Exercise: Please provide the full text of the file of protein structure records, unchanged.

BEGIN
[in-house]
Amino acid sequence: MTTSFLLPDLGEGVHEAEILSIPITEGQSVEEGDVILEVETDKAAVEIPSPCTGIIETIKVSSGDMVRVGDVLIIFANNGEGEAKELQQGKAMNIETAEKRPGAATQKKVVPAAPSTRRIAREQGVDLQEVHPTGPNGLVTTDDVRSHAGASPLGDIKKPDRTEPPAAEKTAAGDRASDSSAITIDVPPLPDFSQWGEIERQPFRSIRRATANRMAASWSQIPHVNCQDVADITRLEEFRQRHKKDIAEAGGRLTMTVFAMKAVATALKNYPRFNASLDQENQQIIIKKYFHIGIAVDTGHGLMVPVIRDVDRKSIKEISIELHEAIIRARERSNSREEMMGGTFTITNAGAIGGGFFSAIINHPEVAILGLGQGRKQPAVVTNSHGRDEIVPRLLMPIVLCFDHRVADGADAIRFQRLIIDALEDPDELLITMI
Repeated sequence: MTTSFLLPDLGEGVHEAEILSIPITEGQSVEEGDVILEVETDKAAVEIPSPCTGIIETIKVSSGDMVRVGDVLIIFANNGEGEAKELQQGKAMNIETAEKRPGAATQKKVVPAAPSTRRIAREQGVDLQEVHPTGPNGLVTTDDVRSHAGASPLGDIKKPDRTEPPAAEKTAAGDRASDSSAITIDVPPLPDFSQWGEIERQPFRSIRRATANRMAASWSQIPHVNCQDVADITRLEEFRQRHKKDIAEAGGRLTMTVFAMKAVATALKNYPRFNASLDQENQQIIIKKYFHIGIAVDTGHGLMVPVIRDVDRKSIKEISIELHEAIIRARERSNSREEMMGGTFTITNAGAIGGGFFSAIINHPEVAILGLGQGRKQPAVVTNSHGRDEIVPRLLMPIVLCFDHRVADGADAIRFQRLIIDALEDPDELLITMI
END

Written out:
[in-house]
Amino acid sequence: MTTSFLLPDLGEGVHEAEILSIPITEGQSVEEGDVILEVETDKAAVEIPSPCTGIIETIKVSSGDMVRVGDVLIIFANNGEGEAKELQQGKAMNIETAEKRPGAATQKKVVPAAPSTRRIAREQGVDLQEVHPTGPNGLVTTDDVRSHAGASPLGDIKKPDRTEPPAAEKTAAGDRASDSSAITIDVPPLPDFSQWGEIERQPFRSIRRATANRMAASWSQIPHVNCQDVADITRLEEFRQRHKKDIAEAGGRLTMTVFAMKAVATALKNYPRFNASLDQENQQIIIKKYFHIGIAVDTGHGLMVPVIRDVDRKSIKEISIELHEAIIRARERSNSREEMMGGTFTITNAGAIGGGFFSAIINHPEVAILGLGQGRKQPAVVTNSHGRDEIVPRLLMPIVLCFDHRVADGADAIRFQRLIIDALEDPDELLITMI
Repeated sequence: MTTSFLLPDLGEGVHEAEILSIPITEGQSVEEGDVILEVETDKAAVEIPSPCTGIIETIKVSSGDMVRVGDVLIIFANNGEGEAKELQQGKAMNIETAEKRPGAATQKKVVPAAPSTRRIAREQGVDLQEVHPTGPNGLVTTDDVRSHAGASPLGDIKKPDRTEPPAAEKTAAGDRASDSSAITIDVPPLPDFSQWGEIERQPFRSIRRATANRMAASWSQIPHVNCQDVADITRLEEFRQRHKKDIAEAGGRLTMTVFAMKAVATALKNYPRFNASLDQENQQIIIKKYFHIGIAVDTGHGLMVPVIRDVDRKSIKEISIELHEAIIRARERSNSREEMMGGTFTITNAGAIGGGFFSAIINHPEVAILGLGQGRKQPAVVTNSHGRDEIVPRLLMPIVLCFDHRVADGADAIRFQRLIIDALEDPDELLITMI